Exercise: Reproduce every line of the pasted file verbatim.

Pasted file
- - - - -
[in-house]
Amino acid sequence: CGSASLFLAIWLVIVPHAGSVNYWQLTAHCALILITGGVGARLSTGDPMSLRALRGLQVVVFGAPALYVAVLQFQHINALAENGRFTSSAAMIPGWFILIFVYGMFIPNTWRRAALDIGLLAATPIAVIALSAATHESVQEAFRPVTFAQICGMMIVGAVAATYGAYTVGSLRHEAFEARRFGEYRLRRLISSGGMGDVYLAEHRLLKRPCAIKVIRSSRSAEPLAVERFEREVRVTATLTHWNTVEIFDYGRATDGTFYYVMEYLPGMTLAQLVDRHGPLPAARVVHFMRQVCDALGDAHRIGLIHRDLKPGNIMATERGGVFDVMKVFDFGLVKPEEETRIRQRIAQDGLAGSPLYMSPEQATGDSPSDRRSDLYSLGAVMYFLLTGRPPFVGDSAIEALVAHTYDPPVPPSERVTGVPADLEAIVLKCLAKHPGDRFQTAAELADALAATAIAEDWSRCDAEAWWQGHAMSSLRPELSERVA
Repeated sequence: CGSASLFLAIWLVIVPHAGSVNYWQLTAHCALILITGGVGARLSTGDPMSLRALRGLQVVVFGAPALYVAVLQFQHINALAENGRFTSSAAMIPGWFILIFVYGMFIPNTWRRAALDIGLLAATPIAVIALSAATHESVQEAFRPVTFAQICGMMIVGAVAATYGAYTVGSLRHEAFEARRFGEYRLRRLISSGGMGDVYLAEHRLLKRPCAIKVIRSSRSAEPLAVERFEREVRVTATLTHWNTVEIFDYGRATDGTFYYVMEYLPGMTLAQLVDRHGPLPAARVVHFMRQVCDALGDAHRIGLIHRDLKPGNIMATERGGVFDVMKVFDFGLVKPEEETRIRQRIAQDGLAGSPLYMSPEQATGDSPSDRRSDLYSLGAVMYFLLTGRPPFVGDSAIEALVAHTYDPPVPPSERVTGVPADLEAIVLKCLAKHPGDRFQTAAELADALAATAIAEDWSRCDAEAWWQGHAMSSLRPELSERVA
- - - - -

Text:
[in-house]
Amino acid sequence: CGSASLFLAIWLVIVPHAGSVNYWQLTAHCALILITGGVGARLSTGDPMSLRALRGLQVVVFGAPALYVAVLQFQHINALAENGRFTSSAAMIPGWFILIFVYGMFIPNTWRRAALDIGLLAATPIAVIALSAATHESVQEAFRPVTFAQICGMMIVGAVAATYGAYTVGSLRHEAFEARRFGEYRLRRLISSGGMGDVYLAEHRLLKRPCAIKVIRSSRSAEPLAVERFEREVRVTATLTHWNTVEIFDYGRATDGTFYYVMEYLPGMTLAQLVDRHGPLPAARVVHFMRQVCDALGDAHRIGLIHRDLKPGNIMATERGGVFDVMKVFDFGLVKPEEETRIRQRIAQDGLAGSPLYMSPEQATGDSPSDRRSDLYSLGAVMYFLLTGRPPFVGDSAIEALVAHTYDPPVPPSERVTGVPADLEAIVLKCLAKHPGDRFQTAAELADALAATAIAEDWSRCDAEAWWQGHAMSSLRPELSERVA
Repeated sequence: CGSASLFLAIWLVIVPHAGSVNYWQLTAHCALILITGGVGARLSTGDPMSLRALRGLQVVVFGAPALYVAVLQFQHINALAENGRFTSSAAMIPGWFILIFVYGMFIPNTWRRAALDIGLLAATPIAVIALSAATHESVQEAFRPVTFAQICGMMIVGAVAATYGAYTVGSLRHEAFEARRFGEYRLRRLISSGGMGDVYLAEHRLLKRPCAIKVIRSSRSAEPLAVERFEREVRVTATLTHWNTVEIFDYGRATDGTFYYVMEYLPGMTLAQLVDRHGPLPAARVVHFMRQVCDALGDAHRIGLIHRDLKPGNIMATERGGVFDVMKVFDFGLVKPEEETRIRQRIAQDGLAGSPLYMSPEQATGDSPSDRRSDLYSLGAVMYFLLTGRPPFVGDSAIEALVAHTYDPPVPPSERVTGVPADLEAIVLKCLAKHPGDRFQTAAELADALAATAIAEDWSRCDAEAWWQGHAMSSLRPELSERVA